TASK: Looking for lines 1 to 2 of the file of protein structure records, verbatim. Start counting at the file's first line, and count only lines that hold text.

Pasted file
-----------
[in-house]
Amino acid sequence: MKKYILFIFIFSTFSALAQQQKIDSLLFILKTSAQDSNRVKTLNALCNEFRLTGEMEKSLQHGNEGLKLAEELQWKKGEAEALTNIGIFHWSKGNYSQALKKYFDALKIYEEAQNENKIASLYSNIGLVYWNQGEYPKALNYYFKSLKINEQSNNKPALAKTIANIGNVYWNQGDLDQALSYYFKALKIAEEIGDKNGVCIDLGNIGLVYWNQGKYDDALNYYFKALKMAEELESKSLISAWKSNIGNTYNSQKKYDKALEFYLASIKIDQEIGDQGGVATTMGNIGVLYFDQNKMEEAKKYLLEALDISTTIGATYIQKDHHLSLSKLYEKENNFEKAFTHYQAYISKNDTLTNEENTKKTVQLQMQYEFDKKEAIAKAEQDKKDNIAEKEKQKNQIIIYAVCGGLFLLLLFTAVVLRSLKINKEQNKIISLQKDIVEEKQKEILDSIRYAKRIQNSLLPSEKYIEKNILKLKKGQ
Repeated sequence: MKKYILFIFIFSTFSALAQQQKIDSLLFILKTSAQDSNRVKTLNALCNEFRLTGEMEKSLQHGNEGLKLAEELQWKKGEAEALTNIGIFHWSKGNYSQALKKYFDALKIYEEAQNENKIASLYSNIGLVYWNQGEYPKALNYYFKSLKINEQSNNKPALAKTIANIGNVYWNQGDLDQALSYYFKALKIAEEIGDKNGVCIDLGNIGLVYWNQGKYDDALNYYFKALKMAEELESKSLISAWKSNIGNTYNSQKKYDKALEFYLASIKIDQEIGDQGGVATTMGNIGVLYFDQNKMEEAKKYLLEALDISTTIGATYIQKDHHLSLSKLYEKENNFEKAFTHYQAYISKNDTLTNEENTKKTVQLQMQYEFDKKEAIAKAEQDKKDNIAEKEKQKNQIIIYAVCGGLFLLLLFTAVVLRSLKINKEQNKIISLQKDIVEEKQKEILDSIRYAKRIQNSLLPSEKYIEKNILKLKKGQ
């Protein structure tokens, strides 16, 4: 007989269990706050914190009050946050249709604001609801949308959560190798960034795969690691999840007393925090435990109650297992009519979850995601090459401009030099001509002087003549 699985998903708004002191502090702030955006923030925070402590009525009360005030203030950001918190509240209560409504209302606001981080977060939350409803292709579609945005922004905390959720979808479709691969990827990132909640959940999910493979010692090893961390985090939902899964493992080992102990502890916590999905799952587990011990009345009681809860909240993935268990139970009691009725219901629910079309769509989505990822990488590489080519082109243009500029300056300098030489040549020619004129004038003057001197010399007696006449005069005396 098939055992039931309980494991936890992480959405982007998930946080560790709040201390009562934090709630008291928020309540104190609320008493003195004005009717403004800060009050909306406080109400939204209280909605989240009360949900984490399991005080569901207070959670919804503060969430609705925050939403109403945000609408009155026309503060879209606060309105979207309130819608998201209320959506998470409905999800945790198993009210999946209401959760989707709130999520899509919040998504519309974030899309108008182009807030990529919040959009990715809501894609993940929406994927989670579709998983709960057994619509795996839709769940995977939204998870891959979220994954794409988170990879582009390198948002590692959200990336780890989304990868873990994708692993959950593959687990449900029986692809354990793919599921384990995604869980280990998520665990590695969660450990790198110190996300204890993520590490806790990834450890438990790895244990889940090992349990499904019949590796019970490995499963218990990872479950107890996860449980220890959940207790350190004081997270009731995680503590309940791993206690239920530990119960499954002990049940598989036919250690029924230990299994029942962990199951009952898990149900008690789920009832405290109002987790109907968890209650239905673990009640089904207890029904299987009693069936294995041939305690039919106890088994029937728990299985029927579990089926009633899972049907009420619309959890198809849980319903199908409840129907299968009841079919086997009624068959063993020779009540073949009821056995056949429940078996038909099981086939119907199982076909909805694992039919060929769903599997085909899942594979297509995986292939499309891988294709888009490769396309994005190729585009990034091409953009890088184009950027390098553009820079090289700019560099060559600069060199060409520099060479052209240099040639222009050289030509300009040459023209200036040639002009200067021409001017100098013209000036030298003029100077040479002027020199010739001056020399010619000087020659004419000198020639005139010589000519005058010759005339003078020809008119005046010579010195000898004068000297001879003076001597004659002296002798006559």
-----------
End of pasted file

[in-house]
Amino acid sequence: MKKYILFIFIFSTFSALAQQQKIDSLLFILKTSAQDSNRVKTLNALCNEFRLTGEMEKSLQHGNEGLKLAEELQWKKGEAEALTNIGIFHWSKGNYSQALKKYFDALKIYEEAQNENKIASLYSNIGLVYWNQGEYPKALNYYFKSLKINEQSNNKPALAKTIANIGNVYWNQGDLDQALSYYFKALKIAEEIGDKNGVCIDLGNIGLVYWNQGKYDDALNYYFKALKMAEELESKSLISAWKSNIGNTYNSQKKYDKALEFYLASIKIDQEIGDQGGVATTMGNIGVLYFDQNKMEEAKKYLLEALDISTTIGATYIQKDHHLSLSKLYEKENNFEKAFTHYQAYISKNDTLTNEENTKKTVQLQMQYEFDKKEAIAKAEQDKKDNIAEKEKQKNQIIIYAVCGGLFLLLLFTAVVLRSLKINKEQNKIISLQKDIVEEKQKEILDSIRYAKRIQNSLLPSEKYIEKNILKLKKGQ